I have a few different quick-release (QR) vises installed on workbenches here at the workshops. Eleven workbenches replete with 9″ wide vises opening to between 11-15″ in all. Through the years the old Record vises have all worked to a consistently high standard alongside my many Wodens and a really nice Paramo No51 on Hannah’s bench. Other good copy makers to look for from that earlier era are Parkinson, Toga, Rededa, Paramo and Marples, they often go for less money, but they are scarcer. Lesser quality ones are out there, some overpriced and some reflecting the cheaper quality in the price, but be a wary buyer.
The three workbenches I work from in the day-to-day are Woden and Record quick-release versions. I probably would not buy a new copy if I could buy an old version but there is an Eclipse copy that I have used with reasonable functionality. It’s hard to say how long these will last because there is a looseness to the parts that will most likely lead to an excess wear you don’t want in a vise. Irwin Record stretches the truth by a marketing boast as follows: “IRWIN, 133 years of ingenuity and high quality.” when in reality they simply bought the Record name a few years back. If you doubt that these vises are one and the same as the old Records, you’d be right. They are Record in name only. The quality is not the same and the price is up there if it is not the Record-of-old quality: they sell their ‘import’ larger woodworking vises Irwin 52 1/2 ed with QR at up around the £210 mark. Remember. Import vises such as Irwin, Anant, York are of lesser quality even though they look and weigh in as quite heavy replicas, I suggest that you buy with caution. As with most lifetime warranties, the companies rely on 99% of people never making a claim. A one- or three-year warranty is of no real value to someone using a vise an average of an hour or two a week. And what is a ‘lifetime‘ anyway? Watch out for reviews too. One I read said, “Wonderful beast of a vice, really well made and solid engineering. Can’t wait to try it!” Many if not most of the reviews brag on weight alone indicating this to be the main factor for buying the vise which tends to be the norm. Whereas weight is a factor (Newton’s law of motion), there’s more to a good vise than mere mass and the weight issue can be adverse if the metal composures are not equal to the task as wear is the key failure when the metals fail in the mechanisms.
A little history can be revealing. Evolution always tells us things improve with the better educated, the more athletic and of course, with the better engineering –survival of the fittest, if you will, and in some ways, things might. Science gives us so much. Additionally, science gave us things that could be hijacked and pirated — and most things are. The originator of the plastic bags so freely given out almost per item bought in supermarkets for decades are likely at the bottom of the oceans and all places and spaces in between. Science gave us both the bag and the investigations into pollution. `All things considered, improved life for a single species should always be weighed up against its consumerism and world economics against the cost to the remaining life beings. In most cases, one improvement cancels out the sins of the other until they come back to bite us. Read the following for my experience of the latter evolution of the all-metal vise.
Roughly speaking the Record QR is about a hundred years old. I owned a Taiwanese-made quick release 25 years ago that did not copy any make that I knew of that was one of the best I ever owned and used over a longish period. I was happy but then, guess what? A Chinese maker came on the scene to undercut the price of the Taiwanese one by half. Visually, on the outside, they generally all look and feel the same utilitarian way. It’s not until they are actually installed that you can really test the action properly and it is here that you might feel rattles, quivers and shakes you would never have found on those vintage versions once made here in the UK’s Sheffield. Tool-making industry. That Sheffield is all but gone compared to its former years of glory as the steel empire of Europe when the town, permanently covered in the belching smog of the fuller industrial years of steel making, made the vises we relied on for decades and centuries. Everyone went for the second Asian maker in China and the vises sold through distributors in and throughout the USA where everyone was demanding ever lower prices, and so it goes — another and another came and each undercut the former both in price and then, of course, in quality. The problem with this was that with each iteration the quality declined ever so slightly and the really good maker went into some other manufacturing business followed eventually by the others. So it is with progress sometimes. None of the purchasers knew that their version would become the ultimate bad copy until after a year or two of very minimal and part-time use, possibly an hour a week or so, the flaws began to show with the threads in the castings that received the threaded steel tightening bar began wallowing out. The QRs stopped functioning and slipped because the necessary catch on the threads failed to take place; this was the same with Indian copies too. Where most of them are made today we no longer have any idea. This includes the Eclipse and the Irwin Record. If these companies refuse transparency it makes them hard to deal with for their reliability. But mostly it seems to be about creating something that looks the same but isn’t. By the time the part-time user in amateur realms reaches a few hundred hours of use the vises are well out of the warranty period and in most cases, no spare parts will be available because somewhere in the mix the companies sold out to a takeover company with no liability. I have a Record vise that I have been using for 50 years to date and it was old when I bought it.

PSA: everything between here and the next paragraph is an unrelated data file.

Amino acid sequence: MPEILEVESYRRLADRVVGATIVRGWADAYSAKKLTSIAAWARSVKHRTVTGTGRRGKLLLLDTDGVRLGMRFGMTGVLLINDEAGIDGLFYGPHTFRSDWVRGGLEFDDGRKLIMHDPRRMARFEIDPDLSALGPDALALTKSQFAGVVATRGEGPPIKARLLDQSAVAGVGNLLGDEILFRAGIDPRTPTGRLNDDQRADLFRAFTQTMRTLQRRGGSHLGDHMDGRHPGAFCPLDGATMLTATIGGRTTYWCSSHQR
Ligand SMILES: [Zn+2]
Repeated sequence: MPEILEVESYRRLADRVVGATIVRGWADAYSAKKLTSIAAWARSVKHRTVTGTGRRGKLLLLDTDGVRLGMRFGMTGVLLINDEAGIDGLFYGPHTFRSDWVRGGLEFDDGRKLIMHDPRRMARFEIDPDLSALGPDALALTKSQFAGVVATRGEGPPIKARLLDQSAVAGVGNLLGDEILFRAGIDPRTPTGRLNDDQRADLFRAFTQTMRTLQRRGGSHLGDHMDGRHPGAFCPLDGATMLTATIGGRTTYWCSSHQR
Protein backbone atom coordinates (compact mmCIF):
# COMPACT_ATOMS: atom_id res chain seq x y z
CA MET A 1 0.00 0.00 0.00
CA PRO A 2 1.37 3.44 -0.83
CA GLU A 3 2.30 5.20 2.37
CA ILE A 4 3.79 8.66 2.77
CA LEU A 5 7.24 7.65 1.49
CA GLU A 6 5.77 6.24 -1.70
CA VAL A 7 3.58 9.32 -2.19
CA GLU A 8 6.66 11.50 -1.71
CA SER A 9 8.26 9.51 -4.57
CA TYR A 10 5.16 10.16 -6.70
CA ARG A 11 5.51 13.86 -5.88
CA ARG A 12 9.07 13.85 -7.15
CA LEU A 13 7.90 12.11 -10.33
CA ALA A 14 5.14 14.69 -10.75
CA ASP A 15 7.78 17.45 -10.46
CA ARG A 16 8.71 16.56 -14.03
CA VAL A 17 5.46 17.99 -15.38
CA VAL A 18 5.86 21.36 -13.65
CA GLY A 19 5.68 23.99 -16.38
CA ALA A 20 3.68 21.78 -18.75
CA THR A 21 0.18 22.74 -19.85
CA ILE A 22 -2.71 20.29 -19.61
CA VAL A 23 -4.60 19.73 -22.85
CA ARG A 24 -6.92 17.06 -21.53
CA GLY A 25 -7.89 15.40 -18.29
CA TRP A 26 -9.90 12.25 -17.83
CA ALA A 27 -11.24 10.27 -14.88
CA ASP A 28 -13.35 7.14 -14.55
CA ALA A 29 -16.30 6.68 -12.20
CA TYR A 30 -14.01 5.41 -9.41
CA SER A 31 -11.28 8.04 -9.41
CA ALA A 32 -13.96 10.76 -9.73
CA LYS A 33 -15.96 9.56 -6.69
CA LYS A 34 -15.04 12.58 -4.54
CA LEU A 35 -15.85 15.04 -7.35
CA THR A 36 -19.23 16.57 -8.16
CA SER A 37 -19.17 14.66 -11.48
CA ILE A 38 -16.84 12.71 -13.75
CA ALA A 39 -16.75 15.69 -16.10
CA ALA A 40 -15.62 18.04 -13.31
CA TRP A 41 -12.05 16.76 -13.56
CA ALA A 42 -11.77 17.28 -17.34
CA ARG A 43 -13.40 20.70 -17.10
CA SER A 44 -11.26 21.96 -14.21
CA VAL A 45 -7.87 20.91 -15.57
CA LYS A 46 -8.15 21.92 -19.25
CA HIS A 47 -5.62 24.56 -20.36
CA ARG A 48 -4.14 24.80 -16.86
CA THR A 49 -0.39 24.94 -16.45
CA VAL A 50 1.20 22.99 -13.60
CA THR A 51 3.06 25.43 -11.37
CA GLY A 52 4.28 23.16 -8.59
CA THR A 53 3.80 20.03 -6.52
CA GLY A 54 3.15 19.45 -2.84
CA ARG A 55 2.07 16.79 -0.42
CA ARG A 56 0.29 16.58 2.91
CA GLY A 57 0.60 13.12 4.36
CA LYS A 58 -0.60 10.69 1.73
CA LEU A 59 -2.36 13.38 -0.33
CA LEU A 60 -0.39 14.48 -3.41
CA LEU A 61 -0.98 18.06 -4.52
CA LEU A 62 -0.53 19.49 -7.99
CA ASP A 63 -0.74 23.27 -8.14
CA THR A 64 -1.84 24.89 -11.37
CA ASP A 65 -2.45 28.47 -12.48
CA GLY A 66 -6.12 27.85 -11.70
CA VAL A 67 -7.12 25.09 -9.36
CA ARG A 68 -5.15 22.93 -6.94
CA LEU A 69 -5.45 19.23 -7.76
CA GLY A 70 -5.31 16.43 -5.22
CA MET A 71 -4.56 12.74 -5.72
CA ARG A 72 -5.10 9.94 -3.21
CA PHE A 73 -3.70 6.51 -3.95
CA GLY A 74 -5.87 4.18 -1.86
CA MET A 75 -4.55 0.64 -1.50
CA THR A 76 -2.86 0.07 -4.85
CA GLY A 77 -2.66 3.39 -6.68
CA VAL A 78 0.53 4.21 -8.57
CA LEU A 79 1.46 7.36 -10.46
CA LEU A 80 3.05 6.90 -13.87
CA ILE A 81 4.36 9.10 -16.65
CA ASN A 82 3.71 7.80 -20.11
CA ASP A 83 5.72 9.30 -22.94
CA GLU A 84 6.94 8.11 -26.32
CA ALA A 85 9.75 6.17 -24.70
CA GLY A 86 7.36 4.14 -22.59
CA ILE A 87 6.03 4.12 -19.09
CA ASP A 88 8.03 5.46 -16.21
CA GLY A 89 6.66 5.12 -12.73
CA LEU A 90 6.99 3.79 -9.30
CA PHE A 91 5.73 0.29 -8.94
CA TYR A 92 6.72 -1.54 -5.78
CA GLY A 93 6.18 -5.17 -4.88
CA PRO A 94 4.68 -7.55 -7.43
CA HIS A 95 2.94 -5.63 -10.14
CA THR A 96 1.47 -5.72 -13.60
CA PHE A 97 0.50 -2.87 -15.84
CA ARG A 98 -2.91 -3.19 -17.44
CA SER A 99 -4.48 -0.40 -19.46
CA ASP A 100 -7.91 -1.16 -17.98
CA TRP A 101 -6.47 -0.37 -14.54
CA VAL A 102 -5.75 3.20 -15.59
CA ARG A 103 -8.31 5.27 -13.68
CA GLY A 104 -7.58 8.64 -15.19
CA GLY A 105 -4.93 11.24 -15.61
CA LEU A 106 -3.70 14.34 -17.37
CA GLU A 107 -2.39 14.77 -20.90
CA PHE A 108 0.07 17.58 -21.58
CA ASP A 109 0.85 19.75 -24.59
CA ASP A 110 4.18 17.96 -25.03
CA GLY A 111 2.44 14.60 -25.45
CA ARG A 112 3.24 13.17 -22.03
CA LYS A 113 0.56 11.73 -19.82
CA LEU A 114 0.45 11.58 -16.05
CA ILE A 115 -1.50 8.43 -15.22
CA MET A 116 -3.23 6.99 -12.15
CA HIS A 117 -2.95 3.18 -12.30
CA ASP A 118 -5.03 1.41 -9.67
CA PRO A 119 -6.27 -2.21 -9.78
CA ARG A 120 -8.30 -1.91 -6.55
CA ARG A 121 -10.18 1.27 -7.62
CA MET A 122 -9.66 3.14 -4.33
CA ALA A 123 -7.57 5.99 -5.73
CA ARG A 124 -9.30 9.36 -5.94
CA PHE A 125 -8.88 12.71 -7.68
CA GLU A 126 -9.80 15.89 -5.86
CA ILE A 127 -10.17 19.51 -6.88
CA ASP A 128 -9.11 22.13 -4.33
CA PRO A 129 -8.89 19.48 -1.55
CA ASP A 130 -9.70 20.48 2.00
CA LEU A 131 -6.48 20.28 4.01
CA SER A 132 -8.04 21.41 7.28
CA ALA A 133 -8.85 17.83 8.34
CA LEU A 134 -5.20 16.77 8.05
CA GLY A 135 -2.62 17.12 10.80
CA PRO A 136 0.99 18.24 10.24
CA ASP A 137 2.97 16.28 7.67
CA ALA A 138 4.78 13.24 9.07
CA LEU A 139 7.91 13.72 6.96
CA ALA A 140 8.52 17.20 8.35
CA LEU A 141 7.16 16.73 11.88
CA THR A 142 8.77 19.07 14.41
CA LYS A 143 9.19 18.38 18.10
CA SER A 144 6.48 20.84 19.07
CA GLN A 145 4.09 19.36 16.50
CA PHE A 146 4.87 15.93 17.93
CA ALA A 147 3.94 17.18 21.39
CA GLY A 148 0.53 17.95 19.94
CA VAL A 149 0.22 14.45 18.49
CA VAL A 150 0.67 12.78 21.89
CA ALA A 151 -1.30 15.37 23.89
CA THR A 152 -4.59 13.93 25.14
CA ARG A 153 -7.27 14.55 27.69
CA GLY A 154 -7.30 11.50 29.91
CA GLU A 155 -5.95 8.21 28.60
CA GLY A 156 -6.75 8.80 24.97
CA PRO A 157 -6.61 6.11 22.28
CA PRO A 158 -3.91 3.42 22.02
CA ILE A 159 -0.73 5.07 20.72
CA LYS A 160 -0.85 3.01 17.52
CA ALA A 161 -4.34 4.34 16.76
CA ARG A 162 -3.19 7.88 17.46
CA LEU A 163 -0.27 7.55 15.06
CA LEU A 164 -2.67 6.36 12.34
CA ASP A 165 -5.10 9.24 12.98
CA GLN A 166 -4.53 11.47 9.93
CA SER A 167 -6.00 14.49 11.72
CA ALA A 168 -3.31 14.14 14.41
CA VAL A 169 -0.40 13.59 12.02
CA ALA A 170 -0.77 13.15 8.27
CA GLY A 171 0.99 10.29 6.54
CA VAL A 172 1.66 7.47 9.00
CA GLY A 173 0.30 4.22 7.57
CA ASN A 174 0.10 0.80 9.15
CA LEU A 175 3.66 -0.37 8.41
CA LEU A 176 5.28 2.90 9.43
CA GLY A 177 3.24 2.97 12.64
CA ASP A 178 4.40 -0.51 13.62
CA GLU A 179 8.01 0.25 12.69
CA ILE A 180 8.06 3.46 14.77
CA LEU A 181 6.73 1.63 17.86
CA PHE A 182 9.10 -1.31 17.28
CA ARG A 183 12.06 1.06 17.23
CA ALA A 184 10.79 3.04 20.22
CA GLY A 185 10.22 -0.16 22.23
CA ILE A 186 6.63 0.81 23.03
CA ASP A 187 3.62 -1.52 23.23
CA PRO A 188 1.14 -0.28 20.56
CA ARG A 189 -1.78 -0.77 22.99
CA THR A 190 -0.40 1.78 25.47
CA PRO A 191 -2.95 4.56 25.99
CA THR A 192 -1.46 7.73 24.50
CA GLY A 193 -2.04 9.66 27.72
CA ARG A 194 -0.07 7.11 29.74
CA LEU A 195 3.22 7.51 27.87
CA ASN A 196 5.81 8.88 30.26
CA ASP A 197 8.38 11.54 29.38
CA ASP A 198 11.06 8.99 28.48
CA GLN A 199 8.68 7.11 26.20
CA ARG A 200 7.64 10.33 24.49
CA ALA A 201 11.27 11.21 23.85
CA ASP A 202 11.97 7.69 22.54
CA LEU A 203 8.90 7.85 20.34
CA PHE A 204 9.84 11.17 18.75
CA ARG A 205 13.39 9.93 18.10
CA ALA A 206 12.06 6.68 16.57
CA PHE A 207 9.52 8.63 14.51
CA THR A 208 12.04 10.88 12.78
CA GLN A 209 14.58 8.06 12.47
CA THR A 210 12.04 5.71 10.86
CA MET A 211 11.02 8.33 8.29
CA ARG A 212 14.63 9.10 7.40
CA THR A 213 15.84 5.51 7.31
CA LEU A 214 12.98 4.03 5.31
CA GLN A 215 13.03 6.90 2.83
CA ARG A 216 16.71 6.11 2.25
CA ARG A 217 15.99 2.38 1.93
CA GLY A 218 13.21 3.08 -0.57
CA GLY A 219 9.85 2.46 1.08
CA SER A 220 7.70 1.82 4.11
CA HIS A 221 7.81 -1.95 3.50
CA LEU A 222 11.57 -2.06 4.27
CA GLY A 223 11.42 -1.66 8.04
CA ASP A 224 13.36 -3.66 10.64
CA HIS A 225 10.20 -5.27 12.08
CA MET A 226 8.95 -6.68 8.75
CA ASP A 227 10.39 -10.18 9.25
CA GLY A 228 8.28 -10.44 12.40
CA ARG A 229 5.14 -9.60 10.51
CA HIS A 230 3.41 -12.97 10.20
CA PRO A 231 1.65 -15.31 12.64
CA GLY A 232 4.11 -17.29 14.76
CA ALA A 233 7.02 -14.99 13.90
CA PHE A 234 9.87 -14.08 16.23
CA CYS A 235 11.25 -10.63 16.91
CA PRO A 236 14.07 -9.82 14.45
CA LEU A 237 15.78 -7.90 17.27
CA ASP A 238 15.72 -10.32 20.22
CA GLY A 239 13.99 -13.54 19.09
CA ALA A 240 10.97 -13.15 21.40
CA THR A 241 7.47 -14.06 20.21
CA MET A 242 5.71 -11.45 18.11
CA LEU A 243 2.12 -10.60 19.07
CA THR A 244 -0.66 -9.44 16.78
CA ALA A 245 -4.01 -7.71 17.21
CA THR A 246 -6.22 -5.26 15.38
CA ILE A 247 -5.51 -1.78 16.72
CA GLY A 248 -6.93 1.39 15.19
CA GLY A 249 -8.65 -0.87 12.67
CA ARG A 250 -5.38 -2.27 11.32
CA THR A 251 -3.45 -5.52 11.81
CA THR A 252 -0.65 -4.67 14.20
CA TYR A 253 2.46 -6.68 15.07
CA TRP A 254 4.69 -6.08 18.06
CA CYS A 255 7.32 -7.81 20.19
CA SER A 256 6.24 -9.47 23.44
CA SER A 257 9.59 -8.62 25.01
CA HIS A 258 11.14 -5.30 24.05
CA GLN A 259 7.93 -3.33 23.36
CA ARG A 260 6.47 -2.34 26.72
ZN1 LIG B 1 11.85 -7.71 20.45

I think that it is worth saying now that most vises will be imported from Asian factories and some will come with the seller’s name in the casting but side by side you cannot tell the difference between three or four so-called brands because it is the same maker making them. I checked two new ones I bought in yesterday and cannot see any difference between the two. One will cost you £150 the other £100. Most makers in Asia will put your brand on the goods if sales are high enough in volume.